austen lectures

I am preparing several Austen-related talks that are based on her letters, as well as family diaries & letters. They discuss Austen’s life, historic Hampshire and England, and facets of Austen’s fiction. To inquire about booking a lecture, please email me at smithandgosling [at] gmail [dot] com.

Audiences are enjoying the writings of JANE AUSTEN more than ever. Films and television productions have recently brought new fans to the delightful parrying of Elizabeth and Darcy, the matchmaking of Emma, the rekindled love of Anne Elliot and Captain Wentworth. These lectures broaden knowledge of Austen’s life as family and friends described it, as well as the legacy her writings brought future generations.

Jane Austen in Letters Presents the life of Jane Austen in readings from family and friend correspondence. This moving presentation takes fans, readers and novices from the birth of “Jenny” Austen in December 1775 to her death at age 41 as recorded by her sister Cassandra in July 1817, months prior to the publication of her just-finished novel, Persuasion.

Edward Austen’s Emma Reads Emma In 1828, Jane’s nephew and first biographer James-Edward Austen (later, Austen-Leigh) married his beloved Emma Smith. During the period of their engagement they read together his Aunt’s novel, Emma — but did these two Emmas have more than just a name in common…??

Illustrated lecture Derbyshires Corresponding: Elizabeth Bennet and the Austen Tour of 1833 Based on the diary of Emma Austen (now a young mother of three) and a lengthy letter written en route by her sister Maria Smith, we examine a nineteenth-century tour to Derbyshire – focusing on places Elizabeth Bennet and her aunt & Uncle, Mr and Mrs Gardiner, visited in 1812 (the year before Miss Austen described for posterity the courtship of the Darcys of Pemberley…), i.e., “all the celebrated beauties of Matlock, Chatsworth, Dovedale, or the Peak” [Pride and Prejudice, 239].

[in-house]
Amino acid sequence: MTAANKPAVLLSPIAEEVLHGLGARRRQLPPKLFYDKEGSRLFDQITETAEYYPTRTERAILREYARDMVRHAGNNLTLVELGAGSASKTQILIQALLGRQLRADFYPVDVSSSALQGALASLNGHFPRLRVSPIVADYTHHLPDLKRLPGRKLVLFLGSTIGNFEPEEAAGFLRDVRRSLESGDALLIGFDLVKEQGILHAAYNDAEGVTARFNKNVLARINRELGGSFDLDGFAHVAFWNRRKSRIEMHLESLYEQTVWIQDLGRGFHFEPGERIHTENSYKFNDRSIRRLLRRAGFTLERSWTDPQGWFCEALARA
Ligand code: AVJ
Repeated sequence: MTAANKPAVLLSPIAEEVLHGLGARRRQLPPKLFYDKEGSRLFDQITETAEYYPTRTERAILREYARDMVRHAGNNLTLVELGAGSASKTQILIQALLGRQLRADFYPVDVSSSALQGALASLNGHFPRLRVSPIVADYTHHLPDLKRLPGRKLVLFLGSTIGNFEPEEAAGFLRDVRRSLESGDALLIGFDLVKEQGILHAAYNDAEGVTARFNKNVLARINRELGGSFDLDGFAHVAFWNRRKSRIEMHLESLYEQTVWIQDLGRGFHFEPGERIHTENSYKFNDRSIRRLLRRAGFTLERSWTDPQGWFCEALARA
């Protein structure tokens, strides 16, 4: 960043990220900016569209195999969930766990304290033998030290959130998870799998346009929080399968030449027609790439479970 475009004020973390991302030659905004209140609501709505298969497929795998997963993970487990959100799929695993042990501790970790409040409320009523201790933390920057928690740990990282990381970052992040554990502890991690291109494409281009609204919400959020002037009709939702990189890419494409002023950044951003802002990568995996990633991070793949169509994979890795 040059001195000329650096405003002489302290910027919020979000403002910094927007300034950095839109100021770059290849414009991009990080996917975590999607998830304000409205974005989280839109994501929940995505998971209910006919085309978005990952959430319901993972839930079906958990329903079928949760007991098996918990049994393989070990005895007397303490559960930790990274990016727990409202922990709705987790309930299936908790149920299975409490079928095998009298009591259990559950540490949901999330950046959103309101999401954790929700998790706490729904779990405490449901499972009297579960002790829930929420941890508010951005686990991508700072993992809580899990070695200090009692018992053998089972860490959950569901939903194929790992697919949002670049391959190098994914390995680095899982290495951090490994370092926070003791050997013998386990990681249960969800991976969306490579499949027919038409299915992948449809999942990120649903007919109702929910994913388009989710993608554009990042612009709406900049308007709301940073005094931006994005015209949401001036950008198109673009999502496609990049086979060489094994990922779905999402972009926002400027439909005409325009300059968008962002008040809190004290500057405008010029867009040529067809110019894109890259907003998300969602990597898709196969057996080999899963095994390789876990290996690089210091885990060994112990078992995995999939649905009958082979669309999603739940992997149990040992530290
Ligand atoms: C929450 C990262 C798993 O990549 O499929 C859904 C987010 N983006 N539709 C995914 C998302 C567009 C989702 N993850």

Horseback, Donkey Cart, and Carriage: Travels in Austen’s Era Jane Austen’s family and friends describe the perils of daily travel. Speed and carelessness; bolting horses and breakdowns; mishaps and accidents; and Death sometimes waits upon the road…

London & Paris through the Eyes of Jane Austen, Abigail Adams, and Eliza de Feuillade Letters from Austen and Adams illustrate this look at Georgian London, while those of Jane’s cousin Eliza complements Abigail’s look at Revolutionary Paris.

Paris through the Eyes of Eliza de Feuillade and Abigail & Nabby Adams Letters describe Paris in the era and aftermath of Marie Antoinette’s reign. Horace Walpole and Mrs Thrale also join them in some sightings of France’s last Queen. Royal Watchers welcome!

Illustrated Lecture Georgiana Darcy and the ‘Naïve Art’ of Young Ladies The drawings of Georgiana Darcy capture the attention of Elizabeth Bennet – more so than the works of masters which grace the walls and gallery of Pemberley.  To find out why Young Ladies could be such captivating artists we look at works by (among others) Diana Sperling, Augusta Smith (Emma’s sister), Madame Lefroy (Jane Austen’s friend), and Mrs Anna Lefroy (Jane Austen’s niece).



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